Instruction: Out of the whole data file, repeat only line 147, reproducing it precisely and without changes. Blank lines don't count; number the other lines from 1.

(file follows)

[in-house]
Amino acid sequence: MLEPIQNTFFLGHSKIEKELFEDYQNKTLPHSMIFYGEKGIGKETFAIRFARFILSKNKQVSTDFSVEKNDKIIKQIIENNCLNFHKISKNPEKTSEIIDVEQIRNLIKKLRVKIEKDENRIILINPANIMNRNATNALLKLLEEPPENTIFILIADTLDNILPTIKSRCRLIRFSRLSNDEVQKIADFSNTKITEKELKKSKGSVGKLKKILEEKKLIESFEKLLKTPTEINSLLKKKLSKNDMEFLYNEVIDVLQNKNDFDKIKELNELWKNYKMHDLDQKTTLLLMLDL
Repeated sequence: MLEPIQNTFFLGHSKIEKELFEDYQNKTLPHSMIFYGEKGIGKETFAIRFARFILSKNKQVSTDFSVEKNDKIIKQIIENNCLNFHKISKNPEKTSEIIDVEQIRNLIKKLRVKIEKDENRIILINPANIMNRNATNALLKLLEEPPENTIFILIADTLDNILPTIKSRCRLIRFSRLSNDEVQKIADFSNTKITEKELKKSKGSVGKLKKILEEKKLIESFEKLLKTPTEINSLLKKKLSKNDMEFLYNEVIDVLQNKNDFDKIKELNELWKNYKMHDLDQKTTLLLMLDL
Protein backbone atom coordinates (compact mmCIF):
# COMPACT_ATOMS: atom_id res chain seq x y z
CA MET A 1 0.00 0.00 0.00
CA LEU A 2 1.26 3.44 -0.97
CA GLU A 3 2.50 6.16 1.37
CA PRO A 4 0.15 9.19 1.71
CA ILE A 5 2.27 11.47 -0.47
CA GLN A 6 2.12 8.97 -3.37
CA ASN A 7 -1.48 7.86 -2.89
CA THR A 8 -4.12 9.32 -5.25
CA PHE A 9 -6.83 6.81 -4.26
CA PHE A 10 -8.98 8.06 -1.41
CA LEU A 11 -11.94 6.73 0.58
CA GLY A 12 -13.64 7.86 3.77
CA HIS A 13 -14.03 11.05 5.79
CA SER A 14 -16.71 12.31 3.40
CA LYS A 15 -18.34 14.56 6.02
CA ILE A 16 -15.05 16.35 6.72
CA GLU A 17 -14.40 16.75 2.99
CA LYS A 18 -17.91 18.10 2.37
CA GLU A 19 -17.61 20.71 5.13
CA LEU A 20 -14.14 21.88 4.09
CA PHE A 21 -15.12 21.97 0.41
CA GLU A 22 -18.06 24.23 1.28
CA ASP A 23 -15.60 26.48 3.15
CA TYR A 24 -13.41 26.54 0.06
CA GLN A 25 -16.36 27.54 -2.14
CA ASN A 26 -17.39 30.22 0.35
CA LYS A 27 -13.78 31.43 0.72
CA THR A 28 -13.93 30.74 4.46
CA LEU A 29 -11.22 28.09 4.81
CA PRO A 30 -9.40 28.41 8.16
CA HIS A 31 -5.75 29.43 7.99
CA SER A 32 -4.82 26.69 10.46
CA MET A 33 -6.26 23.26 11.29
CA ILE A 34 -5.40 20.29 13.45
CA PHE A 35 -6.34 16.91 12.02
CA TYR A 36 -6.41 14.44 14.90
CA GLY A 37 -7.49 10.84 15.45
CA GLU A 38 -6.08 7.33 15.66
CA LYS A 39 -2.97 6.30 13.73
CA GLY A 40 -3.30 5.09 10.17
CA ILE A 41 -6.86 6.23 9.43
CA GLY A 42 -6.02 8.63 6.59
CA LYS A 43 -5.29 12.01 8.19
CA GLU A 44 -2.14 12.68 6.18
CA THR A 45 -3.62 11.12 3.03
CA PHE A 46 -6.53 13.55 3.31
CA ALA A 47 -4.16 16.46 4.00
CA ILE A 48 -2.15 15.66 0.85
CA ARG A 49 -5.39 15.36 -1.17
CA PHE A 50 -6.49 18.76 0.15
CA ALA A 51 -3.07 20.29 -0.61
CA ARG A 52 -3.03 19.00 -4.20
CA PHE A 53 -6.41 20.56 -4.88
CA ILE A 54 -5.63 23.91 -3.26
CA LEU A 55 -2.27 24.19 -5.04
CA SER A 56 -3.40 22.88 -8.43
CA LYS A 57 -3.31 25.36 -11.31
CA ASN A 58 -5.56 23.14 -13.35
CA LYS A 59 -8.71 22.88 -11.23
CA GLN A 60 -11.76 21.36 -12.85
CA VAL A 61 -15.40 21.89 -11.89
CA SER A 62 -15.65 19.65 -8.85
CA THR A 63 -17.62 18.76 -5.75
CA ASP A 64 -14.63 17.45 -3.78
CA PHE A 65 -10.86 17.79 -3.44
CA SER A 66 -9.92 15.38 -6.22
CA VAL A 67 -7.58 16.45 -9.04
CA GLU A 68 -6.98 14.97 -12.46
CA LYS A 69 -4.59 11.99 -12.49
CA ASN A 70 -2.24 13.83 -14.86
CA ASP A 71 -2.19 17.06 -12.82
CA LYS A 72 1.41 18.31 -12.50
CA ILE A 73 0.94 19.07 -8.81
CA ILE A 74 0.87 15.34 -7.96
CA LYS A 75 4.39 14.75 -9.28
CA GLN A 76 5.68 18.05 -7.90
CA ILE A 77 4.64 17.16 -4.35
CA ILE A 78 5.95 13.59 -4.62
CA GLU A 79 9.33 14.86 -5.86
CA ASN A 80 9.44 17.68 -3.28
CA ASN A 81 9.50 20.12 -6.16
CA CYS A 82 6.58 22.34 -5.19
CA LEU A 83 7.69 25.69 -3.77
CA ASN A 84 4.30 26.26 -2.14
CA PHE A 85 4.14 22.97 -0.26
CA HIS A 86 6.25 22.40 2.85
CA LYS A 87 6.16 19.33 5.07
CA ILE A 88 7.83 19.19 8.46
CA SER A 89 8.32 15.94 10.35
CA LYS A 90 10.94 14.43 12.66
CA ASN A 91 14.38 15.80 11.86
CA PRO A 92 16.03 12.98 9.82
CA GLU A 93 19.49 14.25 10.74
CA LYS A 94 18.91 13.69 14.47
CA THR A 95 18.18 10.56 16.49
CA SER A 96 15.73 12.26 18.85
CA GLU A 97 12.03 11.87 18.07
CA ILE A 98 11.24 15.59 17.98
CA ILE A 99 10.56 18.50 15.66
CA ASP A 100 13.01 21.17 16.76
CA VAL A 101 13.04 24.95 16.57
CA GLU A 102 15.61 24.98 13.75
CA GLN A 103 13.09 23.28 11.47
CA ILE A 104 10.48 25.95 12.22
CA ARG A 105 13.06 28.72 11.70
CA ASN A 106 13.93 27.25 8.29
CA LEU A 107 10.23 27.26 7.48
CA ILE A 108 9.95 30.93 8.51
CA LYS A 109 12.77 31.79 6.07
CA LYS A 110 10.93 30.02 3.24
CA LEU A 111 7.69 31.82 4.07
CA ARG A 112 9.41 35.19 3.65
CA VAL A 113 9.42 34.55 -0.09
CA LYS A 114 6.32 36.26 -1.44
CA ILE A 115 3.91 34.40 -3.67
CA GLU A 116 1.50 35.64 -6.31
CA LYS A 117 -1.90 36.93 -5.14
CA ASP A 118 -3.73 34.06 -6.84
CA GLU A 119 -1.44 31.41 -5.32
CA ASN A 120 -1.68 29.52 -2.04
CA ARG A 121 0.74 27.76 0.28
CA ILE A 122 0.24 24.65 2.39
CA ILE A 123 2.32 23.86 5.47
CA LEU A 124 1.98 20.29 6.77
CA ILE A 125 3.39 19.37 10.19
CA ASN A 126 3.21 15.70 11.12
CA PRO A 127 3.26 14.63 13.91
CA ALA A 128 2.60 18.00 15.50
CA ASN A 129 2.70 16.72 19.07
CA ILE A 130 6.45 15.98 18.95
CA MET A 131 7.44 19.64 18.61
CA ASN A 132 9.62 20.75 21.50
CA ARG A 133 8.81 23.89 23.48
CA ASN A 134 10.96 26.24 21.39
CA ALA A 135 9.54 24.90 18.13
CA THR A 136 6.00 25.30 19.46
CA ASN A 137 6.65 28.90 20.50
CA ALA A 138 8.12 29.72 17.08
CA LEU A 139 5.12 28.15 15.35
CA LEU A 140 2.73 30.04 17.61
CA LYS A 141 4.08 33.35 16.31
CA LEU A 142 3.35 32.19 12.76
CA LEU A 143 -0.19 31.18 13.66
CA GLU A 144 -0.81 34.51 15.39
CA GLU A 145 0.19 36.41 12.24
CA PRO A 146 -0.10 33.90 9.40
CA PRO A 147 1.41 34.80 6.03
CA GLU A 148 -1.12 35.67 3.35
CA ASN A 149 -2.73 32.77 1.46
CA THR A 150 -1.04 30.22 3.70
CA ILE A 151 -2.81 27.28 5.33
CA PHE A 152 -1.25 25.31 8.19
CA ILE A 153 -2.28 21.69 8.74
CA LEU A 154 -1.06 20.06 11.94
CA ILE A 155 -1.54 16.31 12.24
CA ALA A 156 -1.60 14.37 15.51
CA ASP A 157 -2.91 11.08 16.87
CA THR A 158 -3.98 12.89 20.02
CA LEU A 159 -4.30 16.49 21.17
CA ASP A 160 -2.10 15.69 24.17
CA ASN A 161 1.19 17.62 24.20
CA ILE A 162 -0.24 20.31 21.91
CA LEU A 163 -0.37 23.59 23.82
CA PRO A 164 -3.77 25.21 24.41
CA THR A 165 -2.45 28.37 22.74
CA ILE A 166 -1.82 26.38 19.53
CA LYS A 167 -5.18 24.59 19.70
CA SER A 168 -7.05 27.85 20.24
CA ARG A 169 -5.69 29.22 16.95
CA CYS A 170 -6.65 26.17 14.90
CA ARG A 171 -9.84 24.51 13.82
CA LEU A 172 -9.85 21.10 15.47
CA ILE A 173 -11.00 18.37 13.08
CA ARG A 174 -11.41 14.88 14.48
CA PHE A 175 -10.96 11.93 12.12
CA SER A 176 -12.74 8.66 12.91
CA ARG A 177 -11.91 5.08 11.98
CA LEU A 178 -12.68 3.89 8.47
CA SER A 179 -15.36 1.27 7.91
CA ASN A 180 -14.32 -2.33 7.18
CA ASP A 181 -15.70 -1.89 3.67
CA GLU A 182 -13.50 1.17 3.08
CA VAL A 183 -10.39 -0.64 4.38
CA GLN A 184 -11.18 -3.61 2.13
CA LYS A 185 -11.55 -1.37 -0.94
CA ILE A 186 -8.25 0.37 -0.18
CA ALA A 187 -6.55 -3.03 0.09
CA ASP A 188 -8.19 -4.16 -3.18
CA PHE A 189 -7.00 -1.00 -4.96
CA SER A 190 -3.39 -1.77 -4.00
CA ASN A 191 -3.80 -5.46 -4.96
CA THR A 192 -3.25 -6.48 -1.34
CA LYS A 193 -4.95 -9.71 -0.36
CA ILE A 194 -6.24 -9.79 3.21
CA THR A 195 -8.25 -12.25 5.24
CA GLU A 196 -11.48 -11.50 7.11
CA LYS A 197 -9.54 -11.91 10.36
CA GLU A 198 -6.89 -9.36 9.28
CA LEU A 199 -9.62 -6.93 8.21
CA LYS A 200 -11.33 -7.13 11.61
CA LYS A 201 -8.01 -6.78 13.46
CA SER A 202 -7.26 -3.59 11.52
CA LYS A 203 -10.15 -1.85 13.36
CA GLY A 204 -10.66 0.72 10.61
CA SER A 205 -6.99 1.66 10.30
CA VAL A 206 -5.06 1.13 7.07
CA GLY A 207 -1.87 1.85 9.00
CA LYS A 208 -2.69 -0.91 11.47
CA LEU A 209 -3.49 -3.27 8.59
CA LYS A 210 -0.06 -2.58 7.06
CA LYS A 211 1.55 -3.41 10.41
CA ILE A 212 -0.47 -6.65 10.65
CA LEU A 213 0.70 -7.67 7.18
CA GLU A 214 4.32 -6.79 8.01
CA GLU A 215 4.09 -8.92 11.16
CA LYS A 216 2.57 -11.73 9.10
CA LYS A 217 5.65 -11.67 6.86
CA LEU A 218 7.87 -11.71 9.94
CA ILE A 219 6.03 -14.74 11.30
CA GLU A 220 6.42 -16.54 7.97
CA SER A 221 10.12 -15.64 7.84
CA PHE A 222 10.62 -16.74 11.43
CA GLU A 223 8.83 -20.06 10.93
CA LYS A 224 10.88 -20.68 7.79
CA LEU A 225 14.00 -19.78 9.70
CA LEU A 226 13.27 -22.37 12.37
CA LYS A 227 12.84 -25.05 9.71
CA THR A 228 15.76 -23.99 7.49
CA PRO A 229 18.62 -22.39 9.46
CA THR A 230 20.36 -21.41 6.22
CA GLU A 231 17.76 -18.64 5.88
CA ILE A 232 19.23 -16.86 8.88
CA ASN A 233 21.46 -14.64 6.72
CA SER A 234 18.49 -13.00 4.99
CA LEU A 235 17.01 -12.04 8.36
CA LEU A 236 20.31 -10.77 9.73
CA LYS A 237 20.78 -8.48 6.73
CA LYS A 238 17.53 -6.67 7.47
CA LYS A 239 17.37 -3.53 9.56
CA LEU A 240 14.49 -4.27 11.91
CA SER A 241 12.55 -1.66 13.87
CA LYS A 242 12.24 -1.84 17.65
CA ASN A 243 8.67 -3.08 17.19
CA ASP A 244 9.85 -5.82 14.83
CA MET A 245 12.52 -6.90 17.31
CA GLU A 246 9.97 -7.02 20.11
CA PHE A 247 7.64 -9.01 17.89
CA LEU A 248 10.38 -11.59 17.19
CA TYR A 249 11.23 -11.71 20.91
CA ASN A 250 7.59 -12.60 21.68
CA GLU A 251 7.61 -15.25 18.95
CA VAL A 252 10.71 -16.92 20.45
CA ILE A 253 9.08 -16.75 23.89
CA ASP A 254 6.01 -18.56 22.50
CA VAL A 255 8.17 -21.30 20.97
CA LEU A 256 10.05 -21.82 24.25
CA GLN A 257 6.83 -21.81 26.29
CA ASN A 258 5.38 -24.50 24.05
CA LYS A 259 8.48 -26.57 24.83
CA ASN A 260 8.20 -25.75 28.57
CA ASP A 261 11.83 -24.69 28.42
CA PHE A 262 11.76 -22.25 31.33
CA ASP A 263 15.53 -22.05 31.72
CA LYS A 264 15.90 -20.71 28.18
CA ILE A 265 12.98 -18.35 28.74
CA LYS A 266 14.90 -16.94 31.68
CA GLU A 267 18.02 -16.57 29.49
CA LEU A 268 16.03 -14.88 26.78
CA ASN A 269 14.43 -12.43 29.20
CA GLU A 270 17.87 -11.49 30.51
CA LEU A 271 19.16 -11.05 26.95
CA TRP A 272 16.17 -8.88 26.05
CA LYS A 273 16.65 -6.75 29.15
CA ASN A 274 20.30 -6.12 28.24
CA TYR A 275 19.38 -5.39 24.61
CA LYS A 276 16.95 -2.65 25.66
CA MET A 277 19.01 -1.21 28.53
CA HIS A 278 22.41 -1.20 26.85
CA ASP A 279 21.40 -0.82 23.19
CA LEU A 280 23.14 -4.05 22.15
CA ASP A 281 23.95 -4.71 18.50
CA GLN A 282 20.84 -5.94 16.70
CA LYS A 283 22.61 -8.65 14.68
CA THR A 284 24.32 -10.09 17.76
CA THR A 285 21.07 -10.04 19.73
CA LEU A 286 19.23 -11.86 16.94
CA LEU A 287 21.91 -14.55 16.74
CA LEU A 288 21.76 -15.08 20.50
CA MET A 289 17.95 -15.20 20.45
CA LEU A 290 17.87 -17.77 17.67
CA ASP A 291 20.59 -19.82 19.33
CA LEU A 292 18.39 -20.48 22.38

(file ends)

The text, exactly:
CA LEU A 142 3.35 32.19 12.76